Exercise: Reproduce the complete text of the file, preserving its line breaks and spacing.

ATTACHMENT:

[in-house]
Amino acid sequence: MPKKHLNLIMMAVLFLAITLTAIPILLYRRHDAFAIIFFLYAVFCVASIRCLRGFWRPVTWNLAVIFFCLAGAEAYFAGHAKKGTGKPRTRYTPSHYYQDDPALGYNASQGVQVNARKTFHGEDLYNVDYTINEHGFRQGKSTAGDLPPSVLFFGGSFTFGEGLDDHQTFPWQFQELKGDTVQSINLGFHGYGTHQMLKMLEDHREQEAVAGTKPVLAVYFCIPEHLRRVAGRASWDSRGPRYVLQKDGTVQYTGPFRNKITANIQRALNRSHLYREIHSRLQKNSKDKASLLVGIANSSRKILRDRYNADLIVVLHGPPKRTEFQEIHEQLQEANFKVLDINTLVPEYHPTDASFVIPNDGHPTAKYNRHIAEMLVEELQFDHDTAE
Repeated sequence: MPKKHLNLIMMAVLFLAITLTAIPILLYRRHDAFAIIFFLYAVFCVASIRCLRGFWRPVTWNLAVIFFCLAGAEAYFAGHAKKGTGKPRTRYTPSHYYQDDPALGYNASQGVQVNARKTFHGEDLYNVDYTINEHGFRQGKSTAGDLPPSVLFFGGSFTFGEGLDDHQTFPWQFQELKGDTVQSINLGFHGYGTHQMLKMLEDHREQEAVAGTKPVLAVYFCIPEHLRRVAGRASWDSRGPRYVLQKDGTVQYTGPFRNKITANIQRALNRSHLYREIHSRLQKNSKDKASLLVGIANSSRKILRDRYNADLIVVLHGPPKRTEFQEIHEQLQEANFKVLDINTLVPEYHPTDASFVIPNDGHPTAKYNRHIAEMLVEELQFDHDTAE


[in-house]
Amino acid sequence: MPKKHLNLIMMAVLFLAITLTAIPILLYRRHDAFAIIFFLYAVFCVASIRCLRGFWRPVTWNLAVIFFCLAGAEAYFAGHAKKGTGKPRTRYTPSHYYQDDPALGYNASQGVQVNARKTFHGEDLYNVDYTINEHGFRQGKSTAGDLPPSVLFFGGSFTFGEGLDDHQTFPWQFQELKGDTVQSINLGFHGYGTHQMLKMLEDHREQEAVAGTKPVLAVYFCIPEHLRRVAGRASWDSRGPRYVLQKDGTVQYTGPFRNKITANIQRALNRSHLYREIHSRLQKNSKDKASLLVGIANSSRKILRDRYNADLIVVLHGPPKRTEFQEIHEQLQEANFKVLDINTLVPEYHPTDASFVIPNDGHPTAKYNRHIAEMLVEELQFDHDTAE
Repeated sequence: MPKKHLNLIMMAVLFLAITLTAIPILLYRRHDAFAIIFFLYAVFCVASIRCLRGFWRPVTWNLAVIFFCLAGAEAYFAGHAKKGTGKPRTRYTPSHYYQDDPALGYNASQGVQVNARKTFHGEDLYNVDYTINEHGFRQGKSTAGDLPPSVLFFGGSFTFGEGLDDHQTFPWQFQELKGDTVQSINLGFHGYGTHQMLKMLEDHREQEAVAGTKPVLAVYFCIPEHLRRVAGRASWDSRGPRYVLQKDGTVQYTGPFRNKITANIQRALNRSHLYREIHSRLQKNSKDKASLLVGIANSSRKILRDRYNADLIVVLHGPPKRTEFQEIHEQLQEANFKVLDINTLVPEYHPTDASFVIPNDGHPTAKYNRHIAEMLVEELQFDHDTAE